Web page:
More Marines Will Mean Less Stress, Increased Readiness
By Fred W. Baker III
American Forces Press Service
WASHINGTON, Feb. 2, 2007 More Marines in the ranks will mean a less stressed Corps, which translates to a higher state of readiness, officials said today at the Pentagon.
The president’s budget proposal that includes a 27,000-Marine increase is expected to be released Feb. 5. The Corps hopes to add the Marines incrementally beginning this fiscal year and continuing through fiscal 2011.
A Marine official speaking on background was quick to add that the increase is not related to the president’s proposed surge of troops in Iraq. The prolonged war has caused a strain on the Corps’ members and units, the official said. The proposed increase to 202,000 Marines will help alleviate that strain and give Marines and units more time at home and more time to train.
The current level of operations with a Marine Corps of 180,000 strains the individuals and the institution, the official explained. Those strains can be accommodated in the short term, but cannot be effectively sustained in the long term, he said.
To help ease the strain on Marines and units, leaders developed a 1-to-2 deployment-to-dwell ratio goal. Ideally, for every seven months Marines are deployed, they will spend 14 months at their home station.
“Anything less than a 1-to-2 ratio creates a strain on the individual and on their family. It creates a strain on the units, and it also affects our ability to have Marine air-ground task forces that are prepared to support various contingencies around the world,” said Marine Col. Dave Lapan, deputy director of Marine Corps public affairs.
Most of the additional Marines will go toward building operating forces such as such as infantry, military police, combat service support, aviation and intelligence. These Marines deploy most often. Officials did not say where the new forces will be stationed.
Marine recruiting is hoping to enlist an additional 1,200 non-prior-service, active-duty recruits this fiscal year. Last year’s active-duty recruiting requirement was 32,301. This year, the goal is 33,551 Marines added to the active-duty force.
Officials have added 200 recruiters to the field this month and hope to add another 400 by fiscal 2009. The fiscal 2006 budget for recruiting, including congressional supplements, was $176 million. The fiscal 2007 budget, including congressional supplements, is $228 million, the official said.
Officials also said they hope to appeal to prior-service Marines to return to the Corps. About 20,000 Marines annually leave the Corps who would be eligible to return. Officials hope to approach those Marines now, with the additional force structure, and try to win them back.
“There are a number of Marines who leave the Marine Corps every year who would actually probably prefer to stay. But, for a variety of reasons, they aren’t able to,” Lapan said.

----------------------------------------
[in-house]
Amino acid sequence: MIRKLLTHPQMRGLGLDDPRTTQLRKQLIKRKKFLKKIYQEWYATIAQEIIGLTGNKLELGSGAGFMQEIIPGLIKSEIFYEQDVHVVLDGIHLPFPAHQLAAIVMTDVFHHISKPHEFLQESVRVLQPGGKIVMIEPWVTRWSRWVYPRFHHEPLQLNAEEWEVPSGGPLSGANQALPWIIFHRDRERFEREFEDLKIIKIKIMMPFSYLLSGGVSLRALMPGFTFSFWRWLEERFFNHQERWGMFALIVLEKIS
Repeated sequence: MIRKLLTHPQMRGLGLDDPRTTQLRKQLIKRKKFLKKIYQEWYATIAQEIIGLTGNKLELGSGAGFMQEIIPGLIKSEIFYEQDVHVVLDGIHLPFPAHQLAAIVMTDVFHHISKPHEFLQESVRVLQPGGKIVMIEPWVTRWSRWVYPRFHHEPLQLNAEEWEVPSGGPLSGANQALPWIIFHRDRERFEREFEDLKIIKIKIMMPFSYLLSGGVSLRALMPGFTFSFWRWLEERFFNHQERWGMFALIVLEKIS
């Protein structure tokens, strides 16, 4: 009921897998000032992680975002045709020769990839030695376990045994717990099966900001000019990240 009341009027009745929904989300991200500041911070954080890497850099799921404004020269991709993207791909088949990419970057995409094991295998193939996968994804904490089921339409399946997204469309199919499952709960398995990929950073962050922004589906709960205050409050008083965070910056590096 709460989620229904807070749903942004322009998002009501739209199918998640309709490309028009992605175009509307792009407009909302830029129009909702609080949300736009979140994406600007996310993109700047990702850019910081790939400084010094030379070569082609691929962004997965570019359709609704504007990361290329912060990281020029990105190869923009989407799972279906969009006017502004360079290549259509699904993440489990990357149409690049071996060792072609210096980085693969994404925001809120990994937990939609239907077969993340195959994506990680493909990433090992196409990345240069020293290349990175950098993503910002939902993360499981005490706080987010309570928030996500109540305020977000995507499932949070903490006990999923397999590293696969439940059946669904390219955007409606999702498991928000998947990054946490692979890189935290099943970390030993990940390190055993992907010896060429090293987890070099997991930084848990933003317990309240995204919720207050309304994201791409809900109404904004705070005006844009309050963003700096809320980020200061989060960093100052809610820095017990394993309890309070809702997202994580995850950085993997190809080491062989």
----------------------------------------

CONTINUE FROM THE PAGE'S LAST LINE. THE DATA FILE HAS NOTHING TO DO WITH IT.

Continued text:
“We do believe there’s a population of Marines … who will come back if asked.”
Bonuses and incentives are increasing, the official said. The bonus program was expanded this year for recruiting prior-service Marines. The service will not adjust enlistment standards to meet recruiting goals, the official said, and there are currently no plans for forcing Marines to remain in uniform involuntarily when their terms of service expire, he said.
Still, with an increased recruiting mission and the war continuing in Iraq, officials admit that recruiting additional force structure could be difficult.
However, Lapan said, officials are “confident” they can reach their recruiting and retention goals.
“Our recruiting command believes that they will be able to increase their numbers sufficiently to bring in those additional new recruits,” he said. “At the same time, we have confidence that either prior-service Marines or active-duty Marines will be able to be retained or brought back into service.
“Even with operational tempo -- even with the demands of the long war -- our reenlistment rates are great … while recruiting remains challenging and it’s tough duty, we are making mission,” he continued. “So we find that Marines and prospective Marines want to be a part of this organization and part of the fight.”
Numbers aside, though, Lapan said the number one goal of the Marine Corps is to provide relief for the force.
“It is the priority of the commandant of the Marine Corps that we get to a 1-to-2 deployment-to-dwell ratio,” Lapan said.
The plan is to increase the Corps strength to 184,000 by the end of this fiscal year; to 189,000 in fiscal 2008; 194,000 in fiscal 2009; 199,000 in fiscal 2010 and 202,000 in fiscal 2010. No end-strength changes were announced for the Marine Corps Reserves.